Myoglobin contains pigments that contain iron. This iron imparts a familiar red color to the flesh of cattle, while much higher concentrations in whales or dolphins render their flesh almost purple. When exposed to air, the red fades to brown as the iron oxidizes. 

Something that will keep the meat from losing its pink or red color is if it’s smoked. More specifically, when NO(nitrous oxide) and CO(carbon monoxide) combine with the iron in myoglobin and prevent it from oxidizing. This keeps the meat pink even when exposed to air.

What causes a smoke ring is that it does NOT lock the iron into the meat and prevents the oxidation process. The ring is just below the surface of the meat, allowing deep smoke to penetrate and affect myoglobin.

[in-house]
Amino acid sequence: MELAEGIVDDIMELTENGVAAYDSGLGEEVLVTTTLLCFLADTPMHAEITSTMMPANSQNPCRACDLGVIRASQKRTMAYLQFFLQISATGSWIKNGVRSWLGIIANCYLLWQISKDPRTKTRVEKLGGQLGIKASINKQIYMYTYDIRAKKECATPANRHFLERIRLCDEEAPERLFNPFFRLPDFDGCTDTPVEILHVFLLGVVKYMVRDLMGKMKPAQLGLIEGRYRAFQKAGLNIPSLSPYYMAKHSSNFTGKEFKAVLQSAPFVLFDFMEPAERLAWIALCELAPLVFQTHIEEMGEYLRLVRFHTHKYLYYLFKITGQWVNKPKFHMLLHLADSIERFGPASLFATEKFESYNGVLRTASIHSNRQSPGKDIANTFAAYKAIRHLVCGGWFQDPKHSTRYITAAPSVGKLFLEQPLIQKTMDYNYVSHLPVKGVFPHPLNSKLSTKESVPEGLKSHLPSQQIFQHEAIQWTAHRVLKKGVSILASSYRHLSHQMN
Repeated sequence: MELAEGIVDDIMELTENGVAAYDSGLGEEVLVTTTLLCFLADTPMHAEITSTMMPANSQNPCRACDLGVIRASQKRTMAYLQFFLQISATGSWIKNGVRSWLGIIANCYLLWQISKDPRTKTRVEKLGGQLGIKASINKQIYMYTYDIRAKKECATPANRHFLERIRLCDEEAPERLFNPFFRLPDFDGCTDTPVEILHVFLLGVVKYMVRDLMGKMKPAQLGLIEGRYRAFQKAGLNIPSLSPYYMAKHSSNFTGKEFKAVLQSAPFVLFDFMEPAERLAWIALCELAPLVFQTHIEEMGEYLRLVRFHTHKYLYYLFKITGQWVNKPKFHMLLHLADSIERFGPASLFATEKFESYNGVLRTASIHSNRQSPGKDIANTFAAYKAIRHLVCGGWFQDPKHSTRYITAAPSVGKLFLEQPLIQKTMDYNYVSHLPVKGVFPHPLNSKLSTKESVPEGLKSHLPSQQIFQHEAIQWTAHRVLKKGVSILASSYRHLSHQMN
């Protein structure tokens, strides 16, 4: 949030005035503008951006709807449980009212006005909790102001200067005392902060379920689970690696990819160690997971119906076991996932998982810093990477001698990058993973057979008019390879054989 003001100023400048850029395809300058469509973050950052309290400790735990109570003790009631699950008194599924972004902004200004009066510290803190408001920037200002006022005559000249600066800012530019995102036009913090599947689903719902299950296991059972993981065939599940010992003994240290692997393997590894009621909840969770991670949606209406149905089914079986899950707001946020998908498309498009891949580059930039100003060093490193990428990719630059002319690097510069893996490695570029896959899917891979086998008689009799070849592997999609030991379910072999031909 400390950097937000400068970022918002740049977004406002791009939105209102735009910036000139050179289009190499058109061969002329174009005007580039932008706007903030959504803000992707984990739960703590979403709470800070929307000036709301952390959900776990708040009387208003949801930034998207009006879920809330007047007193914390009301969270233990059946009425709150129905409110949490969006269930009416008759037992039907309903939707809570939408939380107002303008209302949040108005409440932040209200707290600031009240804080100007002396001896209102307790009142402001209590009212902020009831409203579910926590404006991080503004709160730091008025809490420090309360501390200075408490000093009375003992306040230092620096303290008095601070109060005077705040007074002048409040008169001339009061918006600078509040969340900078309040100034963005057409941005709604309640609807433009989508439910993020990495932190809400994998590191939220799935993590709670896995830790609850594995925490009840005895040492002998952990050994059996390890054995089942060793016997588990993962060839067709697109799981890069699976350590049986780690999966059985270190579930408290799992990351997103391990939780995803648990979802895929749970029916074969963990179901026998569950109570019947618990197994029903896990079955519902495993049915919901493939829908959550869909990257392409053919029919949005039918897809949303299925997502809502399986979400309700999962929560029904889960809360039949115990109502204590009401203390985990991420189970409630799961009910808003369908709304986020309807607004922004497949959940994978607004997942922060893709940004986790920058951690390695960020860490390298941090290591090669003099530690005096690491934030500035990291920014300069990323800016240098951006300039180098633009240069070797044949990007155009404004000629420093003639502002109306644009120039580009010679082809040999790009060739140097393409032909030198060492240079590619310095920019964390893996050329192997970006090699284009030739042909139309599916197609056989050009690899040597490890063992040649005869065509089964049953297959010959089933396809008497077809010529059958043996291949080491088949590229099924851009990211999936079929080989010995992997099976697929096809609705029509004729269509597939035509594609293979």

Sliced ​​smoked brisket on cutting board

How do I get a good smoke ring?

If the talk of badges of honor or pride crickets for the functionality of a smoke ring hasn’t warned you, making one appear isn’t exactly easy. Different factors can improve the chances of an appearance, and their combination is the key to success.

Choice of wood

The deeper the smoke penetrates the meat, the better the smoke ring looks. You want wood that gives off a lot of smoke when it burns so it can fully penetrate the meat. 

Fresh or green wood produces a lot of smoke when burned, although it does not burn as quickly as regular seasoned wood. However, seasoned wood tends to give off less smoke. Don’t use only green wood, however, as too much can add a bitter taste to the meat. 

Feel free to avoid using charcoal as it produces less nitric oxide than you need for a smoke ring. A useful source of fuel is bark, as the amount of nitrogen in the bark is surprisingly greater than in the wood itself. 


Moisture is a double-edged sword when it comes to achieving the perfect smoke ring grill. YOU want to prevent the fuel from GETTING wet, but spraying water on the meat IS essential to getting a quality smoke ring.